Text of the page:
Before diving into the delight of sub-networking, we need to establish some IP number basics.
First of all, let's clear up a basic cause of misunderstanding - IP numbers are not assigned to hosts. IP numbers are assigned to network interfaces on hosts.
Eh - what's that?
Whilst many (if not most) computers on an IP network will possess a single network interface (and have a single IP number as a consequence), this is not the only way things happen. Computers and other devices can have several (if not many) network interfaces - and each interface has its own IP number.
So a device with 6 active interfaces (such as a router) will have 6 IP numbers - one for each interface to each network to which it is connected. The reason for this becomes clear when we look at an IP network!
Despite this, most people refer to host addresses when referring to an IP number. Just remember, this is simply shorthand for the IP number of this particular interface on this host. Many (if not the majority) of devices on the Internet have only a single interface and thus a single IP number.
In the current (IPv4) implementation of IP numbers, IP numbers consist of 4 (8 bit) bytes - giving a total of 32 bits of available information. This results in numbers that are rather large (even when written in decimal notation). So for readability (and organisational reasons) IP numbers are usually written in the 'dotted quad' format. The IP number
is an example of this - 4 (decimal) numbers separated by (.) dots.
As each one of the four numbers is the decimal representation of an 8 bit byte, each of the 4 numbers can range from 0 to 255 (that is take on 256 unique values - remember, zero is a value too).
In addition, part of the IP number of a host identifies the network on which the host resides, the remaining 'bits' of the IP number identify the host (oops - network interface) itself. Exactly how many bits are used by the network ID and how many are available to identify hosts (interfaces) on that network is determined by the network 'class'.
There are three classes of IP numbers
Network class Usable range of first byte values (decimal) A 1 to 126 B 128 to 191 C 192 to 254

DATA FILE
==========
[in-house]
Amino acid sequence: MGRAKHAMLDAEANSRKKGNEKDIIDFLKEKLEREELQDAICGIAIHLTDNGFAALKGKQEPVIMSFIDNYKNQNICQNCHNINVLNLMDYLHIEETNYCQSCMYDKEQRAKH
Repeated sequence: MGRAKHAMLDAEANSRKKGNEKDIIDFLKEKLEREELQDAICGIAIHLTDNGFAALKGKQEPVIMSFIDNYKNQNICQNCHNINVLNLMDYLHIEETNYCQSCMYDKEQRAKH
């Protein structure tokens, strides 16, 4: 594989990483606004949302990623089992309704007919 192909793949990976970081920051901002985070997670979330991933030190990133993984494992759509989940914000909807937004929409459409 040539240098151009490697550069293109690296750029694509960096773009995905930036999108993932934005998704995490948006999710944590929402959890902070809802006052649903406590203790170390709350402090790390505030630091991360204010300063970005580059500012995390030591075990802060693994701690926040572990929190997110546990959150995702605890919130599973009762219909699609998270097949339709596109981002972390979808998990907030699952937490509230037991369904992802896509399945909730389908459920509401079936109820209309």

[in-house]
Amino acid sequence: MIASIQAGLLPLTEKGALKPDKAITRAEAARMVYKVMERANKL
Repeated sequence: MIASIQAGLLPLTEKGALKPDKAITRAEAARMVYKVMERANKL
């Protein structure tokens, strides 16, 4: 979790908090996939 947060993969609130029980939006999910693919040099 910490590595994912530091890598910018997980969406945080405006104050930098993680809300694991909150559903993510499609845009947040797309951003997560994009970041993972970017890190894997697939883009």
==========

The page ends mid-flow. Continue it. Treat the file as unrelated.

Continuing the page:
There are also special addresses that are reserved for 'unconnected' networks - that is networks that use IP but are not connected to the Internet, These addresses are:-
You will note that this document uses these sequences throughout to avoid confusion with 'real' networks and hosts.
IP numbers can have three possible meanings:-
In summary and to clarify things
For an A class network... (one byte of network address space followed by three bytes of host address space) 10.0.0.0 is an A Class network number because all the host bits of the address space are 0 10.0.1.0 is a host address on this network 10.255.255.255.255 is the broadcast address of this network because all the host bits of the address space are 1 For a B class network... (two bytes of network address space followed by two bytes of host address space) 172.17.0.0 is a B Class network number 172.17.0.1 is a host address on this network 172.17.255.255 is the network broadcast address For a C Class network... (three bytes of network address space followed by one byte of host address space) 192.168.3.0 is a C Class network number 192.168.3.42 is a host address on this network 192.168.3.255 is the network broadcast address
Almost all IP network numbers remaining available for allocation at present are C Class addresses.
The network mask is more properly called the subnetwork mask. However, it is generally referred to as the network mask.
It is the network mask and its implications on how IP addresses are interpreted locally on an IP network segment that concerns us most here, as this determines what (if any) sub-networking occurs.
The standard (sub-) network mask is all the network bits in an address set to '1' and all the host bits set to '0'. This means that the standard network masks for the three classes of networks are:-
There are two important things to remember about the network mask:-
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Created 1996-2022 by Maxim Chirkov
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